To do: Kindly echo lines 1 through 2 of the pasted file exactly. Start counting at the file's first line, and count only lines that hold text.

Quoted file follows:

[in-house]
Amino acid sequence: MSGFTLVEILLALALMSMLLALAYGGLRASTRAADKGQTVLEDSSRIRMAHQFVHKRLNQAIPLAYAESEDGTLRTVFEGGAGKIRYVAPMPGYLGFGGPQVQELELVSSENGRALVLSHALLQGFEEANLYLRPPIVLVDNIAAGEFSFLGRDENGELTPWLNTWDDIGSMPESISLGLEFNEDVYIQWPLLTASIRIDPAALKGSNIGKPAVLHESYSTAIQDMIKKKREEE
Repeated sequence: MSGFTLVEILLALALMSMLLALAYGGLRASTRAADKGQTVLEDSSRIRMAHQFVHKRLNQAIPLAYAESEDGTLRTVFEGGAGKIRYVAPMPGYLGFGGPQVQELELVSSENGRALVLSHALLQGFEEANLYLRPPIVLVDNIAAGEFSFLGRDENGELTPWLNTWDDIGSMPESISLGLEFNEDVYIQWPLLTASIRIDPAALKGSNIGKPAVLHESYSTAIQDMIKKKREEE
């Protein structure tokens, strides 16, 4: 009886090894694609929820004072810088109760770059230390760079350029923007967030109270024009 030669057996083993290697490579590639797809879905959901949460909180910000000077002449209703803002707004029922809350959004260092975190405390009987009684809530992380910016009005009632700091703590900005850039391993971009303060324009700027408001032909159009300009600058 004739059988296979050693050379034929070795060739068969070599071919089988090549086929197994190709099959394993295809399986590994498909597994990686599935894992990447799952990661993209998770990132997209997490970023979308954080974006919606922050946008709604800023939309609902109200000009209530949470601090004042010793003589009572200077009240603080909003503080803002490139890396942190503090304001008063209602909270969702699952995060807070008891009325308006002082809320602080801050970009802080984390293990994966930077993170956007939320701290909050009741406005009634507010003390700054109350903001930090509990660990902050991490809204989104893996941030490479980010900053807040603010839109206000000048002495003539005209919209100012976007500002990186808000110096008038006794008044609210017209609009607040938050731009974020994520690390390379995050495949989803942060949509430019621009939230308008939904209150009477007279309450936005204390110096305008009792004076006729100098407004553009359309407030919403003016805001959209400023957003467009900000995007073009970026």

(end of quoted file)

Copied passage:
[in-house]
Amino acid sequence: MSGFTLVEILLALALMSMLLALAYGGLRASTRAADKGQTVLEDSSRIRMAHQFVHKRLNQAIPLAYAESEDGTLRTVFEGGAGKIRYVAPMPGYLGFGGPQVQELELVSSENGRALVLSHALLQGFEEANLYLRPPIVLVDNIAAGEFSFLGRDENGELTPWLNTWDDIGSMPESISLGLEFNEDVYIQWPLLTASIRIDPAALKGSNIGKPAVLHESYSTAIQDMIKKKREEE